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BIOGRAPHICAL DICTIONARY :
AN HISTORICAL AND CRITICAL ACCOUNT
LIVES AND WRITINGS
MOST EMINENT PERSONS
IN EVERY NATION;
PARTICULARLY THE BRITISH AND IRISH;
FROM THE EARLIEST ACCOUNTS TO THE PRESENT TIME.
A NEW EDITION,
REVISED AND ENLARGED BY
ALEXANDER CHALMERS, F. S. A.
PRINTED FOR J. NICHOLS AND SON; F. C. AND J. RIVINGTON; T. PAYNE ;
A NEW AND GENERAL';,
FOUGEROUX DE BONDAROY (AUGUSTUS DENNIS), a learned Frenchman, and member of the academy of sciences, was born at Paris Oct. 10, 1732. . He was the nephew of the celebrated Duhamel, and acquired a similar taste for those studies that end in objects of real utility. He travelled over Anjou and Brittany to investigate the nature of the slate-quarries, and then west to Naples to make.ob. servations on the alum mines and other natural productions. On his return he had the misfortune to lose his tutor and uncle Duhamel, to, whose estatë he succeeded, and on which he carried on very extensive agricultural improve. . ments and experiments, and acquired by his amiable private character the esteem of every one who knew hiin. He died Dec. 28, 1789, leaving the following valuable publications: 1. Memoires sur la formation des Os,?? 1760, Svo, in which, with some discoveries of his own, he ably defends his uncle's theory on that part of physiology. "2. “ L'art de l'Ardoisier,” 1762. 2. “ L'art de travailler les cuirs dorés." 4. “ L'art de Tonnelier,” 1752. 5. “ L'art de Coutelier." All these form part of the Memoirs of the Academy of Sciences. 6.“ Recherches sur les ruines d'Herculaneum, et sur les lumieres qui peuvent en resulter ; avec un traité sur la fabrication des mosaiques," 1769, 8vo: 7. “ Observations faites sur les cotes de Normandie,” 1773, 4to. He was the author also of a great number of miscellaneous papers in the Memoirs of the Academy..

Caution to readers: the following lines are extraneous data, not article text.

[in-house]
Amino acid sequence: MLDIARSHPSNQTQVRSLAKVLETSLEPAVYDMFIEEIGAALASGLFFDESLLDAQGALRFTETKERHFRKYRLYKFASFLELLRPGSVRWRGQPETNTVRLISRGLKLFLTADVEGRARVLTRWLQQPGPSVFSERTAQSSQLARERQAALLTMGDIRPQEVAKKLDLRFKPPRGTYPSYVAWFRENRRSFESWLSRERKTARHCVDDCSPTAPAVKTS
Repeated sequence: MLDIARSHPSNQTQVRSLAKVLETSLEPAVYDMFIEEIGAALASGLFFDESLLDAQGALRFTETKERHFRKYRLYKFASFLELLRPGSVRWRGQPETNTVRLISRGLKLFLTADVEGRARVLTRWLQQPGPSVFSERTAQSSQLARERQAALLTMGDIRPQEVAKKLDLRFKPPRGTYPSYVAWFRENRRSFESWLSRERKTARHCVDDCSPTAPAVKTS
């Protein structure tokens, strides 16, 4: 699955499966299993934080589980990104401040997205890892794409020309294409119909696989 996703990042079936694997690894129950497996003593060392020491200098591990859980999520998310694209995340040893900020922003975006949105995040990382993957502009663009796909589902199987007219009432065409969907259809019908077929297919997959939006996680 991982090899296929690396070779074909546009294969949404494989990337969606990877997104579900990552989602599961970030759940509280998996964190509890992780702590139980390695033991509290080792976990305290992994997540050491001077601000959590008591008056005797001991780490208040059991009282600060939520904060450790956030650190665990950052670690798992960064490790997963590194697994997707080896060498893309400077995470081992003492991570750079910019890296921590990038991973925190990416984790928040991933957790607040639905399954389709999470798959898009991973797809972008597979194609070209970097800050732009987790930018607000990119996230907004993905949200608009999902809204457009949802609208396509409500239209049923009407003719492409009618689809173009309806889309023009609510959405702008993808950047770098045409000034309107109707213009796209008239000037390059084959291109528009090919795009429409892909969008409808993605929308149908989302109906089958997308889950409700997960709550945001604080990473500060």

i Eloges des Academiciens, vol. V.—Dict. Bist. Vol. XV.
FOUILLOU (JAMES), a celebrated licentiate of the Sorbonne, was born in 1670 at Rochelle, where he studied ethics in the Jesuits' college. He went afterwards to Paris, and continued his studies in the community of M. Gillot, at the college of St. Barbe, including the time of his being licentiate, and was immediately nominated theologal of Rochelle ; this office, however, he declined, nor had he ever any benefice, but the commendatory priory of St. Martin de Prunieres, in the diocese of Mende. M. Fouillou having engaged in the affair of the “ Case of Conscience,” was obliged to conceal himself in 1703, and to retire into Holland about 1705; but the air of that country not agreeing with him, he was seized with an asthma, which proved incurable. He returned to Paris about 1720, and died there September 21, 1736, aged sixty-six, leaving several theological works, all anonymous, and all discovering great opposition to the bull Unigenitus. The principal are, l. “ Considerations sur la Censure (of the Cas de Conscience) de M. l'Eveque d'Apt.” 2. “ Defense des Theologiens contre M. de Chartres,” 12mo. 3. “ Traité sur le Silence respectueux,” 3 vols, 12mo. 4. “ La Chimere du Jansenisme, et le Renversement de la Doctrine de St. Augustin, par l'Ordonnance de Luçon, et de la Rochelle,” 12mo. 5. “ Traité de l'Equilibre,” a small piece containing observations on the 101 propositions censured by the hull Unigenitus. Fouillou had also a great share in the first edition of “ L'Action de Dieu sur les Creatures,” 4to, or 6 vols. 12mo; “ Gemissemens sur PortRoial,” 12mo; “ Grands Hexaples,” 1721, 7 vols. 4to, and. “ l'Histoire du Cas de Conscience,” 1705, 8 vols. 12mo.